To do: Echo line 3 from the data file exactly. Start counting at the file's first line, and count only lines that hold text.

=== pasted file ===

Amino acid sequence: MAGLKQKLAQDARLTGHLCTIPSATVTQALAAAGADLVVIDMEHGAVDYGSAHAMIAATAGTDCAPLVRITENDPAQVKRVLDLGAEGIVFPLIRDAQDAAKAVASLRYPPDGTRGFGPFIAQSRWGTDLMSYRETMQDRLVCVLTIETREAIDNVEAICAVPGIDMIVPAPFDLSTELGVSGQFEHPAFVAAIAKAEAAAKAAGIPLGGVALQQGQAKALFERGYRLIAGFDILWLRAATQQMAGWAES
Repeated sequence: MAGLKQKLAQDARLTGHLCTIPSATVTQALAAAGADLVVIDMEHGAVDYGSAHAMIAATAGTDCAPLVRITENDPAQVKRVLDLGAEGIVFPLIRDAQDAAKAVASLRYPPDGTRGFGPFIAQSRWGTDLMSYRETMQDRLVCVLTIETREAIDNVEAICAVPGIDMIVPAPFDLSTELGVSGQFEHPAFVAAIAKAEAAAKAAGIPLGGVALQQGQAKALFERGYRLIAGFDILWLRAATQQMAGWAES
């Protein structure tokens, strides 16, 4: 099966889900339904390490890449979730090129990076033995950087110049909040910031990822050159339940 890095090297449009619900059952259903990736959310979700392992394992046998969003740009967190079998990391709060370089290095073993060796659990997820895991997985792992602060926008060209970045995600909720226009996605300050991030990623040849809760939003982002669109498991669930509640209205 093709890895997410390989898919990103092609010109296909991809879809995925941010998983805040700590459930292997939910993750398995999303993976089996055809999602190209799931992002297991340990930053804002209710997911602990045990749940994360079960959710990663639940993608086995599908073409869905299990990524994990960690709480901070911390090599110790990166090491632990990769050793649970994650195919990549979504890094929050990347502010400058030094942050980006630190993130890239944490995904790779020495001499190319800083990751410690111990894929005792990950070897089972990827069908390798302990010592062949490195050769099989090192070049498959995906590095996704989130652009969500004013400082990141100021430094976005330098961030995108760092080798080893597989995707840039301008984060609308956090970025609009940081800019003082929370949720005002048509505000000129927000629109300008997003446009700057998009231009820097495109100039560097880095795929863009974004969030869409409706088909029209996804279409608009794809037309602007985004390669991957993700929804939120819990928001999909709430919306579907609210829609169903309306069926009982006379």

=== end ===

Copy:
């Protein structure tokens, strides 16, 4: 099966889900339904390490890449979730090129990076033995950087110049909040910031990822050159339940 890095090297449009619900059952259903990736959310979700392992394992046998969003740009967190079998990391709060370089290095073993060796659990997820895991997985792992602060926008060209970045995600909720226009996605300050991030990623040849809760939003982002669109498991669930509640209205 093709890895997410390989898919990103092609010109296909991809879809995925941010998983805040700590459930292997939910993750398995999303993976089996055809999602190209799931992002297991340990930053804002209710997911602990045990749940994360079960959710990663639940993608086995599908073409869905299990990524994990960690709480901070911390090599110790990166090491632990990769050793649970994650195919990549979504890094929050990347502010400058030094942050980006630190993130890239944490995904790779020495001499190319800083990751410690111990894929005792990950070897089972990827069908390798302990010592062949490195050769099989090192070049498959995906590095996704989130652009969500004013400082990141100021430094976005330098961030995108760092080798080893597989995707840039301008984060609308956090970025609009940081800019003082929370949720005002048509505000000129927000629109300008997003446009700057998009231009820097495109100039560097880095795929863009974004969030869409409706088909029209996804279409608009794809037309602007985004390669991957993700929804939120819990928001999909709430919306579907609210829609169903309306069926009982006379």